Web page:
Getting Started#

In this article we will set up Rumba RDBM and run the database migrations for a new project. We'll try two approaches to database schema definition, and will figure out when each of them suits the best for a particular project stage.

  • Declarative schema definition - You put the changes into a single file that describes your database, then Rumba RDBM generates the SQL for you.
  • Imperative schema definition - You write the SQL-scripts on your own each time you put the database schema changes, Rumba tracks the script execution and versioning between the migrations.

This Getting Started Guide assumes that you run some Linux version on your workstation, and you have PostgreSQL installed. If you don't have PostgreSQL installed and would like an extra guidance doing so, see the Miscellaneous section.

Before we perform the first database migration, please download Rumba's binary.

Installation#

Installing the Debian package

Download and install the public signing key:

wget -O - https://www.dbinvent.com/dist/DBinventLLC.gpg.key | sudo apt-key add -

Add our repository to your sources.list:

sudo sh -c 'echo "deb http://apt.dbinvent.com/$(lsb_release -cs) $(lsb_release -cs) non-free" > /etc/apt/sources.list.d/dbinvent.list'

Install the Rumba RDBM package:

sudo apt update && sudo apt install rdbm

Installing from tar.gz package

curl https://www.dbinvent.com/dist/rdbm-unix-latest.tar.gz -o rdbm-latest.tar.gz && tar -zxvf./rdbm-latest.tar.gz

Installing from zip package

curl https://www.dbinvent.com/dist/rdbm-unix-latest.zip -o rdbm-latest.zip && unzip ./rdbm-latest.zip

If you have no unzip installed, here are sample commands for different Linux package management systems:

sudo apt install unzip
sudo dnf install unzip
sudo zypper install unzip
sudo pacman -S unzip

Configuring the Database Connection#

RDBM accepts configuration parameters from the command-line, configuration file, and environment variables. You can read more in the "Configuration" section.

In the previous step, you have downloaded an archive that contains a limited trial license file evaluation.license, that allows the following connections without registration:

  • Host: localhost, IP-address
  • Database: $USER, postgres

You also can Register and create a regular trial license for any connection you want.

To keep the command line parameter list short and avoid typing the same thing again then again, let's put database connection params into the configuration file. Create the following file:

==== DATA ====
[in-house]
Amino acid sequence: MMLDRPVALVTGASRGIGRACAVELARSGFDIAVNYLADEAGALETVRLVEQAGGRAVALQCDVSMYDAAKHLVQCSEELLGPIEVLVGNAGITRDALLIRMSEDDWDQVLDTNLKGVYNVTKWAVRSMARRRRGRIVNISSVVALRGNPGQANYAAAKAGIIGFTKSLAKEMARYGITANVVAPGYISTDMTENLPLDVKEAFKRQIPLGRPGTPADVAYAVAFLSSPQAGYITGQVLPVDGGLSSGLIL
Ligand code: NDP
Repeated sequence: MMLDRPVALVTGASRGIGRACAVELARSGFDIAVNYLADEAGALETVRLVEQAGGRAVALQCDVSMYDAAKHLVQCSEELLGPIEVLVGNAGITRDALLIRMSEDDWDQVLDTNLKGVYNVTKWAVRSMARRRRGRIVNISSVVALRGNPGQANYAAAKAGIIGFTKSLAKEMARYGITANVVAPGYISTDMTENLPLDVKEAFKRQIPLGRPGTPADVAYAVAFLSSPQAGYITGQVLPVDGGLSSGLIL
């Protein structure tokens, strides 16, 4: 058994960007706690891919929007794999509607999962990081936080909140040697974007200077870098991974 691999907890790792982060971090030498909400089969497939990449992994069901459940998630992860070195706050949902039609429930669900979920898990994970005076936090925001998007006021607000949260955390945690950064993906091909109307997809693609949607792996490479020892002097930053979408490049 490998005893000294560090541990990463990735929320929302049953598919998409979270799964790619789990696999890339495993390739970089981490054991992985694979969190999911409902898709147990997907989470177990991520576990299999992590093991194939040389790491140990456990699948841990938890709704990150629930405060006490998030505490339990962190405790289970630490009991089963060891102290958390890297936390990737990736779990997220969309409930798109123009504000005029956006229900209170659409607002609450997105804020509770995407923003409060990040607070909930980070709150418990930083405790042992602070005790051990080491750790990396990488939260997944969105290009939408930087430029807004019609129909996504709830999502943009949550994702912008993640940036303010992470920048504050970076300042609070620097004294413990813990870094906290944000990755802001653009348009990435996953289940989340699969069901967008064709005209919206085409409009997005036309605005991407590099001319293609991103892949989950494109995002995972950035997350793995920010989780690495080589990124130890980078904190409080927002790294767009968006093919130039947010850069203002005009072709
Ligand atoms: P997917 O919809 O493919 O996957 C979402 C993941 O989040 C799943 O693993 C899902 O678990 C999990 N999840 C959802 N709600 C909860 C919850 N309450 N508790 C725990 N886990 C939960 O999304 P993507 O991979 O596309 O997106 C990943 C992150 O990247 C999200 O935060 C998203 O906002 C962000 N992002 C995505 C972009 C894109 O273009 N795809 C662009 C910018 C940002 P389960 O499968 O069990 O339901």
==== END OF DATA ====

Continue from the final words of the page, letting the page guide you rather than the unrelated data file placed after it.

db.cfg
db_host=localhost
db_name=postgres
db_port=5432
db_user=postgres
db_password=passwd

If you don't remember the postgres user password you can change it with the following command:

sudo su - postgres -c "psql -c \"ALTER ROLE postgres WITH PASSWORD 'new_passwd';\""

To check that your database connection settings comply with your license, you can run rdbm with --dry_run key:

./rdbm -c db.cfg --dry_run=y license

Declarative schema definition#

Let's start our project by creating the table for a user's authentication. Since our project is at the very beginning, the declarative schema definition can dramatically save time when we decide to expand the project with new features and maybe even redesign some parts.

Create the version 1, S-type file:

S1__users.yaml
---
database:
  - schema:
    tables:
      - table:
          tableName: users
          columns:
            - column:
                name: id
                type: serial
                constraint:
                  primaryKey: true
                  nullable: false
            - column:
                name: first_name
                type: varchar(100)
                constraint:
                  nullable: false
            - column:
                name: last_name
                type: varchar(100)
                constraint:
                  nullable: false
            - column:
                name: email
                type: varchar(100)
                constraint:
                  nullable: false
            - column:
                name: password
                type: varchar(40)
                constraint:
                  nullable: false

RDBM splits the scripts and schema definition files by stages of particular database migration. "S" at the beginning of the file name means that this file is for Schema Generation phase. You can find more details in Script Versions and Types section.

Let us run the first migration:

./rdbm -c db.cfg --license_file=evaluation.license migrate

If you have an unlimited trial, or you have a paid license, you may have changed the postgres database to a not existing one in your configuration file. In this case you need to add --createdb=yes flag at the first run.

If the database does not exist, the database migration command will look like:

./rdbm -c db.cfg --license_file=evaluation.license --createdb=yes migrate